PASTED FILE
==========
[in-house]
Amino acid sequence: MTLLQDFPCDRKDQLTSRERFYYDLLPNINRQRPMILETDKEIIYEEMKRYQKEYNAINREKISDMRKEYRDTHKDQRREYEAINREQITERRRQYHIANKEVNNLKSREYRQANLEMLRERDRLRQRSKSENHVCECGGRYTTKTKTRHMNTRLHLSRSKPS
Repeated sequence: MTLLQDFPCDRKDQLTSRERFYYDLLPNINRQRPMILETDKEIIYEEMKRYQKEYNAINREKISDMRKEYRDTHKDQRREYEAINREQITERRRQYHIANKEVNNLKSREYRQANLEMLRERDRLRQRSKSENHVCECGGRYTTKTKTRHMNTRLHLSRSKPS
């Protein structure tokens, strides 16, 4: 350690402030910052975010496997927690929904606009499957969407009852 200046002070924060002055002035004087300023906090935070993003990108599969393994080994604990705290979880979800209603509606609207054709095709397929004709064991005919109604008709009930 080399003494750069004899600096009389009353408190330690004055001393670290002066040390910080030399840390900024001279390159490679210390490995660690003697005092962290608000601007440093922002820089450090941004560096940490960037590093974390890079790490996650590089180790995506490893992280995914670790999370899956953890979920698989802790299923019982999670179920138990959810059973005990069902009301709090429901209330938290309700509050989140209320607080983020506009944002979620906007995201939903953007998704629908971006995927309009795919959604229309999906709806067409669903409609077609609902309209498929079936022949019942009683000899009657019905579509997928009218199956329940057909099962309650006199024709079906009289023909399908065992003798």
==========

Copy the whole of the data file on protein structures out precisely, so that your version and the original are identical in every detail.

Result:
[in-house]
Amino acid sequence: MTLLQDFPCDRKDQLTSRERFYYDLLPNINRQRPMILETDKEIIYEEMKRYQKEYNAINREKISDMRKEYRDTHKDQRREYEAINREQITERRRQYHIANKEVNNLKSREYRQANLEMLRERDRLRQRSKSENHVCECGGRYTTKTKTRHMNTRLHLSRSKPS
Repeated sequence: MTLLQDFPCDRKDQLTSRERFYYDLLPNINRQRPMILETDKEIIYEEMKRYQKEYNAINREKISDMRKEYRDTHKDQRREYEAINREQITERRRQYHIANKEVNNLKSREYRQANLEMLRERDRLRQRSKSENHVCECGGRYTTKTKTRHMNTRLHLSRSKPS
């Protein structure tokens, strides 16, 4: 350690402030910052975010496997927690929904606009499957969407009852 200046002070924060002055002035004087300023906090935070993003990108599969393994080994604990705290979880979800209603509606609207054709095709397929004709064991005919109604008709009930 080399003494750069004899600096009389009353408190330690004055001393670290002066040390910080030399840390900024001279390159490679210390490995660690003697005092962290608000601007440093922002820089450090941004560096940490960037590093974390890079790490996650590089180790995506490893992280995914670790999370899956953890979920698989802790299923019982999670179920138990959810059973005990069902009301709090429901209330938290309700509050989140209320607080983020506009944002979620906007995201939903953007998704629908971006995927309009795919959604229309999906709806067409669903409609077609609902309209498929079936022949019942009683000899009657019905579509997928009218199956329940057909099962309650006199024709079906009289023909399908065992003798």